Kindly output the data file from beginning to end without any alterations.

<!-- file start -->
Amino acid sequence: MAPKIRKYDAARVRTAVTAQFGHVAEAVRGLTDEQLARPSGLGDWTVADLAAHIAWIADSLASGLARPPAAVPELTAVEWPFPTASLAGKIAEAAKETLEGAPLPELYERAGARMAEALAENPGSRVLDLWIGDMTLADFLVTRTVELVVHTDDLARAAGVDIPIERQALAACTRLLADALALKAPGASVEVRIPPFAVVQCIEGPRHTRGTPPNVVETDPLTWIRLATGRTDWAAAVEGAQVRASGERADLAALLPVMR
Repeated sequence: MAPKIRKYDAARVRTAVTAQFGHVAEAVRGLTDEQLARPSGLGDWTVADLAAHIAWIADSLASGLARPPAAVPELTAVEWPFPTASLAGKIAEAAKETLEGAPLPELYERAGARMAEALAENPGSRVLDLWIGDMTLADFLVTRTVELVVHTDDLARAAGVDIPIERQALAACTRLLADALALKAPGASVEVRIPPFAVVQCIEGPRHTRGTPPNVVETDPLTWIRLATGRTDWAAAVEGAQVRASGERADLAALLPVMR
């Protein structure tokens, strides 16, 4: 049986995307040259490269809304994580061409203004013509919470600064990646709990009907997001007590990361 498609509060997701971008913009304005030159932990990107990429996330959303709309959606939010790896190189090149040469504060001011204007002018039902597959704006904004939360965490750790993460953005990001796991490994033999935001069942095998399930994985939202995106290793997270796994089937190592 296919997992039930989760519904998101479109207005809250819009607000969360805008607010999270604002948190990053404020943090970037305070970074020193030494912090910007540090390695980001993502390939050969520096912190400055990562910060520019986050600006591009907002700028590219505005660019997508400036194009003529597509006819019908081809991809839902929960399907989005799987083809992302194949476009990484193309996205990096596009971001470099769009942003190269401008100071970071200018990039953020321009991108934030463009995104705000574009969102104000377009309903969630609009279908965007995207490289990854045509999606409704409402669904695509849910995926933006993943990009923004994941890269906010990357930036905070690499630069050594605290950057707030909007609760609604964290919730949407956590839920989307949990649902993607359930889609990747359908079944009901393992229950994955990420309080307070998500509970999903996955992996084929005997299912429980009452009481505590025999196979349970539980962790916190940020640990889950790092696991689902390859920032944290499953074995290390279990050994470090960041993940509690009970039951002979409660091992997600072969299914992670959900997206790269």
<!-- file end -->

Amino acid sequence: MAPKIRKYDAARVRTAVTAQFGHVAEAVRGLTDEQLARPSGLGDWTVADLAAHIAWIADSLASGLARPPAAVPELTAVEWPFPTASLAGKIAEAAKETLEGAPLPELYERAGARMAEALAENPGSRVLDLWIGDMTLADFLVTRTVELVVHTDDLARAAGVDIPIERQALAACTRLLADALALKAPGASVEVRIPPFAVVQCIEGPRHTRGTPPNVVETDPLTWIRLATGRTDWAAAVEGAQVRASGERADLAALLPVMR
Repeated sequence: MAPKIRKYDAARVRTAVTAQFGHVAEAVRGLTDEQLARPSGLGDWTVADLAAHIAWIADSLASGLARPPAAVPELTAVEWPFPTASLAGKIAEAAKETLEGAPLPELYERAGARMAEALAENPGSRVLDLWIGDMTLADFLVTRTVELVVHTDDLARAAGVDIPIERQALAACTRLLADALALKAPGASVEVRIPPFAVVQCIEGPRHTRGTPPNVVETDPLTWIRLATGRTDWAAAVEGAQVRASGERADLAALLPVMR
């Protein structure tokens, strides 16, 4: 049986995307040259490269809304994580061409203004013509919470600064990646709990009907997001007590990361 498609509060997701971008913009304005030159932990990107990429996330959303709309959606939010790896190189090149040469504060001011204007002018039902597959704006904004939360965490750790993460953005990001796991490994033999935001069942095998399930994985939202995106290793997270796994089937190592 296919997992039930989760519904998101479109207005809250819009607000969360805008607010999270604002948190990053404020943090970037305070970074020193030494912090910007540090390695980001993502390939050969520096912190400055990562910060520019986050600006591009907002700028590219505005660019997508400036194009003529597509006819019908081809991809839902929960399907989005799987083809992302194949476009990484193309996205990096596009971001470099769009942003190269401008100071970071200018990039953020321009991108934030463009995104705000574009969102104000377009309903969630609009279908965007995207490289990854045509999606409704409402669904695509849910995926933006993943990009923004994941890269906010990357930036905070690499630069050594605290950057707030909007609760609604964290919730949407956590839920989307949990649902993607359930889609990747359908079944009901393992229950994955990420309080307070998500509970999903996955992996084929005997299912429980009452009481505590025999196979349970539980962790916190940020640990889950790092696991689902390859920032944290499953074995290390279990050994470090960041993940509690009970039951002979409660091992997600072969299914992670959900997206790269």